Website design By BotEap.comDECREASING THE NUTRITIONAL VALUE OF FRUITS AND VEGETABLES MAY BE A CONCERN.

Website design By BotEap.comFor years, the debate has raged on the benefits and drawbacks of modern farming techniques. Industrial agriculture or “hyper-agriculture” has led to great advances in crop yields, but many claim that the nutrient content, and therefore their total nutritional value to humans, has been suffering.

Average yield in terms of bushels per acre for major crops in the US has skyrocketed since the 1950s. Corn is up 342%! Wheat was up 290%, while both soybeans and alfalfa were up 170%. Similar types of performance gains have also occurred in Europe, Australia, Japan and other regions of the world.

Website design By BotEap.comData presented by researchers from the Department of Soil Sciences at the University of Wisconsin Madison show that while these great advances in crop yield have occurred over the past 50 years, nutrient content has been under siege and in slope. Similarly, a review of data published by USDA’s ARC Nutrient Data Laboratory shows “a sharp decline in minerals, vitamins, and other nutrients in foods since the last full survey,” about 20 years ago.

Website design By BotEap.comNEW EVIDENCE ON NUTRIENT DEPLETION

Website design By BotEap.comRecent data published by Dr David Thomas, a primary care physician and independent researcher, looked at the difference between the tables published by the UK governments for nutrient content published in 1940 and again in 2002. The comparison was revealing. It showed that the iron content of 15 different varieties of meat had decreased by 47%. Dairy products had shown similar drops; a 60% drop in iron and up to 90% in copper.

Website design By BotEap.comGREATER AVAILABILITY VERSUS LESS VALUE.

Website design By BotEap.comIt is true that in the modern world of industrialized nations, the availability of fruits and vegetables is at an all-time high. If we want it, it is there. On the other hand, despite this greater availability, the consumption of fruits and vegetables has not increased in the population. In fact, in many population subgroups it has declined. When this knowledge is combined with reported decreases in nutrient levels in foods, many healthcare providers, scientists, researchers, and government officials seek answers about how we can expect to maintain the nutritional value and balance of our foods while we need to produce each. more and more of the same soils to feed an ever-growing population. So far, the road ahead is uncertain at best.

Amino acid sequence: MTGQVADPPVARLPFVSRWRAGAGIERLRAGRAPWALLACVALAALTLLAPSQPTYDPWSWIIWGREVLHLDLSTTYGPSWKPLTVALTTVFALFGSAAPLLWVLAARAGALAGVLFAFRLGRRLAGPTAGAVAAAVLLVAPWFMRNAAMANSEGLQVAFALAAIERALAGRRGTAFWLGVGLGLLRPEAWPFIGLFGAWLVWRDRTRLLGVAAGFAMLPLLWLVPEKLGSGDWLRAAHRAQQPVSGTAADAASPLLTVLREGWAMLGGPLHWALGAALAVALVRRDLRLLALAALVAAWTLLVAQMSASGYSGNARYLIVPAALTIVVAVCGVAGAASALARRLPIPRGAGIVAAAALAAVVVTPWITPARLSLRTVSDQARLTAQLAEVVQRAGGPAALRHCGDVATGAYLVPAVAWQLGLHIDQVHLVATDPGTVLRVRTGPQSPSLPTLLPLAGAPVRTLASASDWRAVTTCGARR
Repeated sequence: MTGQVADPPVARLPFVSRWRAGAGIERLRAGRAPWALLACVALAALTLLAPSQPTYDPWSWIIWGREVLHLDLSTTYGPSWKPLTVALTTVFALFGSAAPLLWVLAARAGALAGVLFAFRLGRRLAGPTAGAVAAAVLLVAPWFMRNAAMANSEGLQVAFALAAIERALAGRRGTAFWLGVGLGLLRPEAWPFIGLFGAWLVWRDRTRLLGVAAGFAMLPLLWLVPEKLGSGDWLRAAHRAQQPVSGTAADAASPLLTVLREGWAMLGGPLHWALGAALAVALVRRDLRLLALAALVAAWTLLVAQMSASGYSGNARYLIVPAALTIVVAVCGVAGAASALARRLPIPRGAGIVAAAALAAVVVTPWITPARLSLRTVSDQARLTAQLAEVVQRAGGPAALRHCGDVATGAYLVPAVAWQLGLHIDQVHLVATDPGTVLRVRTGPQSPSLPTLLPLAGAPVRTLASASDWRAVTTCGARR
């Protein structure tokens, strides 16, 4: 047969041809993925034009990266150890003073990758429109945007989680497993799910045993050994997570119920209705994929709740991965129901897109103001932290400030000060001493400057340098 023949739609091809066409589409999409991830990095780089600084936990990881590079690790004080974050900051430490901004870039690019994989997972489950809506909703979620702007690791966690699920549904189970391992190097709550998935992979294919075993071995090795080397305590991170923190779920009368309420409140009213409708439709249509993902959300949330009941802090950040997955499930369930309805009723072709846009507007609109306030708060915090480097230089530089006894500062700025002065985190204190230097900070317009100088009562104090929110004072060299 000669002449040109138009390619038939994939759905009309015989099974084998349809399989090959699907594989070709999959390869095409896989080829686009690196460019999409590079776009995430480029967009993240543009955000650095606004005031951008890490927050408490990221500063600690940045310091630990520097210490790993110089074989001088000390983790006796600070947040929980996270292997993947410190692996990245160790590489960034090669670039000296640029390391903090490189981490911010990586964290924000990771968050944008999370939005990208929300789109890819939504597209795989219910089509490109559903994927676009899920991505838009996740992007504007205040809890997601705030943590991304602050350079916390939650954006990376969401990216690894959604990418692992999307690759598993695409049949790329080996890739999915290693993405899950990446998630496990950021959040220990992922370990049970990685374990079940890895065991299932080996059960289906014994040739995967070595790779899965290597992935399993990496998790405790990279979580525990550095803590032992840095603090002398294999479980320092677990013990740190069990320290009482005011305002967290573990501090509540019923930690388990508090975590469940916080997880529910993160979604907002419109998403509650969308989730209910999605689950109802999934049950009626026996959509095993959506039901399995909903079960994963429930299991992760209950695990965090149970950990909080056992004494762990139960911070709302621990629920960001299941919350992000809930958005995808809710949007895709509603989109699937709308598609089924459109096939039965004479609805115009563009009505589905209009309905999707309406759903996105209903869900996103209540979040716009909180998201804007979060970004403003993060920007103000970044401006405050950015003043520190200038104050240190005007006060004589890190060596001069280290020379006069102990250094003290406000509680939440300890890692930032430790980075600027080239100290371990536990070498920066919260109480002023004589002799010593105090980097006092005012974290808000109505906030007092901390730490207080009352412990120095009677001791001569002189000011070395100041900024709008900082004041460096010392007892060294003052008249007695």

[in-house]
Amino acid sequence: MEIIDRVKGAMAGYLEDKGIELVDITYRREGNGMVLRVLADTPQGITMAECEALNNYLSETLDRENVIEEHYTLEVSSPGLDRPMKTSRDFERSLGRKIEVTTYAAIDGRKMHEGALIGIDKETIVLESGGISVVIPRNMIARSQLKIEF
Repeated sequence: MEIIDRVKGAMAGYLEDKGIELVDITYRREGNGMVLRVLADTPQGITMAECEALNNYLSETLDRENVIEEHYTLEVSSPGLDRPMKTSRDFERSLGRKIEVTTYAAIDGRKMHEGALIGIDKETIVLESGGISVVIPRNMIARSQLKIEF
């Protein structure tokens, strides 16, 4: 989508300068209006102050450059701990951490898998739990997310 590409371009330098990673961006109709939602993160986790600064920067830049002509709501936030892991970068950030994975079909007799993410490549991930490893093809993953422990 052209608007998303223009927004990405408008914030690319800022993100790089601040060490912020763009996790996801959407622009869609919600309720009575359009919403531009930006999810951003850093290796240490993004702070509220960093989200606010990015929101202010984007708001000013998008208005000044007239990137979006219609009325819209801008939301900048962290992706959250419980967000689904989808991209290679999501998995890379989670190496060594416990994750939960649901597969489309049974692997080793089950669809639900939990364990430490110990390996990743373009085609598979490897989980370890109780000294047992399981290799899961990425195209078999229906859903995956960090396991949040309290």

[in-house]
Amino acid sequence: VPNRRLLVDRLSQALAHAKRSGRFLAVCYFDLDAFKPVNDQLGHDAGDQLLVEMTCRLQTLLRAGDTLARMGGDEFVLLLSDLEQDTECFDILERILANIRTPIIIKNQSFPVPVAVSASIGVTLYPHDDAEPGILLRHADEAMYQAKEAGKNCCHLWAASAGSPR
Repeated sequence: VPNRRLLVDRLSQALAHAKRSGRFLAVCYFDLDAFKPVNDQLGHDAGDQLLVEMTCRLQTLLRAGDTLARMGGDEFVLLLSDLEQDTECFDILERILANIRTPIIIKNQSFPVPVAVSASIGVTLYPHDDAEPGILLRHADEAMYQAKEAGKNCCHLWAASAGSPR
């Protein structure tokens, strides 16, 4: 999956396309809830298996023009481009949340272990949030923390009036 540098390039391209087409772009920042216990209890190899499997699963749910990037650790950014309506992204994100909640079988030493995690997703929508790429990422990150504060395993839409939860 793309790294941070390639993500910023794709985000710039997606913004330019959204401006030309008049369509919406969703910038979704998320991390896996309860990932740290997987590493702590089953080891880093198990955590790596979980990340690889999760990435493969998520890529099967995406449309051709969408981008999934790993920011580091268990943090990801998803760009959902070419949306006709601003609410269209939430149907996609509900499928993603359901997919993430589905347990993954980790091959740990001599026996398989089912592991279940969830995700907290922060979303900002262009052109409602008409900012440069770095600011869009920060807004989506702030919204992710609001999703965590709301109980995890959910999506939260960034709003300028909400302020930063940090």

Website design By BotEap.comNEW STUDIES SHOW THE PROTECTIVE CONNECTION BETWEEN THE CONSUMPTION OF TEA, FRUITS AND VEGETABLES AND THE HEALTH OF WOMEN.

Website design By BotEap.comTea and ovarian cancer risk: Researchers from the Division of Nutritional Epidemiology at the Karolinska Institute in Stockholm, Sweden, conducted a 15-year follow-up study of more than 61,000 women aged 40 to 76 years. Their evidence, published in the archives of Internal Medicine (2005; 165 (22): 2683-2686) showed that women who consumed tea on a regular basis had a dramatically lower risk of ovarian cancer. Tea drinkers who averaged less than one cup per day equaled an 18% risk reduction. One or more cups a day provided a 24% risk reduction and 2 or more cups a day showed a 46% risk reduction. Unsurprisingly, these findings led the researchers to conclude: “The results suggest that tea consumption is associated with a reduced risk of ovarian cancer.”

Website design By BotEap.comSoy and Women’s Health: Publishing their work in the January 15, 2006 issue of Cancer Research, a team of researchers from West Forest University, Winston-Salem, North Carolina, USA concluded that soy phytoestrogens may protect against breast cancer risk in postmenopausal women. . According to John Hopkins University researchers who presented data at the November 15, 2005 meeting of the American Heart Association, consumption of soy protein (20 grams per day for 6 weeks) reduced two strong indicators of coronary heart disease in women postmenopausal African-American women. The result shows that LDL cholesterol and another cholesterol marker known as LDL-P (P = number of particles) decreased in women taking soy protein, regardless of age or race.

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